I like the idea that Oni-zao are used by people who can sincerely enjoy landing any fish they catch.
Type I (4m) was praised by an American blogger as N°1 rod in the world. That is a delicate yet precise rod.
Type II (4m) is made a bit thicker from the bottom to the tip but there is no difference about lightness. I made this rod for the people who are not to handle a Tenkara rod.
Type III (3.4m) is a shorter Type II. I made this rod for the people who want to fish small streams so it is extremely light and can cast precisely.
Anglers who bought Type I buy Type III for small streams. Be loved by Japanese orthodox anglers, that is Oni-zao.
Christophe: You are famous for the use of very long lines and I think that many anglers would like to be able to handle such long lines but it is not easy so would you like to give us advices to improve our casting skills?
Masami: I began using long lines for river because I often went to a river that wide and torrential and I wanted to catch the fishes that were on the other side. I needed 12 meters! People who fish small streams do not need long lines, it is a technique that emerged from necessity. If you want to cast long lines, you only have to practice anyway. Use a thick level line (size 4) and you master 5 meters, change for 5.50 meters and so on. Doing like this you will be able to cast long lines.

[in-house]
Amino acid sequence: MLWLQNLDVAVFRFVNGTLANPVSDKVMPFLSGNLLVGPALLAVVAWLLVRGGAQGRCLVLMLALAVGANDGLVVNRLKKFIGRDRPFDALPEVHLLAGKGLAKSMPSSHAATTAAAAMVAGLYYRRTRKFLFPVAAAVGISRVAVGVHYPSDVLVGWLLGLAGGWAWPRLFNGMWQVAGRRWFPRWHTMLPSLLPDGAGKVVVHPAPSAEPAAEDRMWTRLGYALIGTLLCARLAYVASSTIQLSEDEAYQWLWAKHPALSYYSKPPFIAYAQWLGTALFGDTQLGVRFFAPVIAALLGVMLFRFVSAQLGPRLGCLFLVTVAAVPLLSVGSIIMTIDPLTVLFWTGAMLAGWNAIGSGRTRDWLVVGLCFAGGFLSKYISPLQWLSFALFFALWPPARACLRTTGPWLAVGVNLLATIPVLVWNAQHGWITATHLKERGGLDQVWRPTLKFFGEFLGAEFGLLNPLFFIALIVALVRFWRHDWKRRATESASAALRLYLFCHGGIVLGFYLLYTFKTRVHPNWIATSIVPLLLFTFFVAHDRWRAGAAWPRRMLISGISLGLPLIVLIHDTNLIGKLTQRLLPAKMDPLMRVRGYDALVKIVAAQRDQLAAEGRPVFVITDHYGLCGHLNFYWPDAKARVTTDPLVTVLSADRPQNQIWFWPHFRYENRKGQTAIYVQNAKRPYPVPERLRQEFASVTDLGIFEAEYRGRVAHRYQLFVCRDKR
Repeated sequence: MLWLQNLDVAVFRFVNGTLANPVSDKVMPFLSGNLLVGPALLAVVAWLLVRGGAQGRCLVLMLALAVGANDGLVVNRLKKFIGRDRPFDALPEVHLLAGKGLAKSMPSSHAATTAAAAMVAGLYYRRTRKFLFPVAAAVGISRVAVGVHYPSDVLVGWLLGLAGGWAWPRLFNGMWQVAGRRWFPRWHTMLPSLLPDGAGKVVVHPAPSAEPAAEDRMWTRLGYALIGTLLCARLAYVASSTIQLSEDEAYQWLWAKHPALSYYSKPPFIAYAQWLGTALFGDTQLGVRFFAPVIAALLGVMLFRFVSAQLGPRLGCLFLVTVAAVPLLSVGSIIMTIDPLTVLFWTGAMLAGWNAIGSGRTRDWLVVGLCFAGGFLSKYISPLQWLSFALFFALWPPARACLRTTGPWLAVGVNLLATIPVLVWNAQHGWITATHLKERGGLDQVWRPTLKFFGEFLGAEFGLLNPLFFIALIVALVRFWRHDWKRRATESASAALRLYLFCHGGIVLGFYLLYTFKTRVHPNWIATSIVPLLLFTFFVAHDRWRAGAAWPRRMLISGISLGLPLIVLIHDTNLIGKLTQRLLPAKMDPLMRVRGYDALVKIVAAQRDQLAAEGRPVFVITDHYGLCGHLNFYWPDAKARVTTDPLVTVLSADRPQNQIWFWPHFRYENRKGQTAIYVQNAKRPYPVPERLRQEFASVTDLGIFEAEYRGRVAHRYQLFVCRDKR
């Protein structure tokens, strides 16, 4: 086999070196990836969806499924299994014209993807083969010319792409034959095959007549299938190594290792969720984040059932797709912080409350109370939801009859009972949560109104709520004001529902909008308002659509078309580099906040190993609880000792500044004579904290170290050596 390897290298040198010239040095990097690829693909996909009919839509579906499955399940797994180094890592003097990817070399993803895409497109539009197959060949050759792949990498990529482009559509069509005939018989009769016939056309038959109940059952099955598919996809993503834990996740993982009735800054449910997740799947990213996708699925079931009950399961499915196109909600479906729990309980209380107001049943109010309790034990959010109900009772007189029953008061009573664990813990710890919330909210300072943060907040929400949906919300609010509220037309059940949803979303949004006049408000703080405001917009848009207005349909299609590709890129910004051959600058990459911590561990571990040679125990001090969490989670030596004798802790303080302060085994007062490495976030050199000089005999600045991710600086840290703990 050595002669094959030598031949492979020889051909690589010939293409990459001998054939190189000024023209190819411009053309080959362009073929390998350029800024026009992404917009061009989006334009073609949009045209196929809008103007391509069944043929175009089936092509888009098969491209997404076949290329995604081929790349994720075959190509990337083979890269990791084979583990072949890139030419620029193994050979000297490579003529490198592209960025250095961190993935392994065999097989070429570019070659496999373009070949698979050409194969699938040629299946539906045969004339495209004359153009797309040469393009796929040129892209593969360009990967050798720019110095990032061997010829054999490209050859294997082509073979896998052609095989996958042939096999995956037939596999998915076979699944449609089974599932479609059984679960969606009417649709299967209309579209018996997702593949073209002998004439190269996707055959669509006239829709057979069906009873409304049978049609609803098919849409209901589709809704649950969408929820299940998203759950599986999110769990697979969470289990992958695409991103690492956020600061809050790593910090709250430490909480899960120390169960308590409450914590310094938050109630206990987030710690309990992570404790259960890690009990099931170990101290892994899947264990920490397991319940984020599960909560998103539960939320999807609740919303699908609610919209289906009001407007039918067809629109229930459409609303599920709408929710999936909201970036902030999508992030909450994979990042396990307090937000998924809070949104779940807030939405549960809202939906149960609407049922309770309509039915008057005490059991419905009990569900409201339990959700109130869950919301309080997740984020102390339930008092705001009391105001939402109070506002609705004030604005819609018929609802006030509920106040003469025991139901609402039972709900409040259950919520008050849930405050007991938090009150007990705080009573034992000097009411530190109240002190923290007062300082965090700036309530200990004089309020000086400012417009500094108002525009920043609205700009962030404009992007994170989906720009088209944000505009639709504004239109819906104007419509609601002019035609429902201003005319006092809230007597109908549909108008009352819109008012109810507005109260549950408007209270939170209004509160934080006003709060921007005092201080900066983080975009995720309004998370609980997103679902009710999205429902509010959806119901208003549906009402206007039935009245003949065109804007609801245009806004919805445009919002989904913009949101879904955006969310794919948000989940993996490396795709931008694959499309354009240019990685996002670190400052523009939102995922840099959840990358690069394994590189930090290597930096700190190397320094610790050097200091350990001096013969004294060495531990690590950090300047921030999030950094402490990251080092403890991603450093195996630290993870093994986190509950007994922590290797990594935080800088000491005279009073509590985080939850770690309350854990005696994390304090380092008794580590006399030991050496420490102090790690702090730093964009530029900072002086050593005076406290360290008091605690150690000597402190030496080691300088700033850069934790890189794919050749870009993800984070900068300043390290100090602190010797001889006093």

Masami: A book about my Tenkara technique will be published in the middle of June so I am busy with the last details now. The book is written in Japanese but I intend to make translate it in English.
Oni-juku will move to Italy (July) and to the U.S.A (November). Why don't you come in Italy, Christophe? It's near you.
Masami: Thanks to everyone for your curiosity about Tenkara. There are many fishing techniques in Japan and Tenkara is a minority and every angler has his own technique. So it is more logical to think about your own style than judging what is right or wrong.
It is a game with nature so please be careful and enjoy Tenkara. I wish to each of you to enjoy Tenkara in your streams. I thank you Christophe for giving this opportunity. Thanks!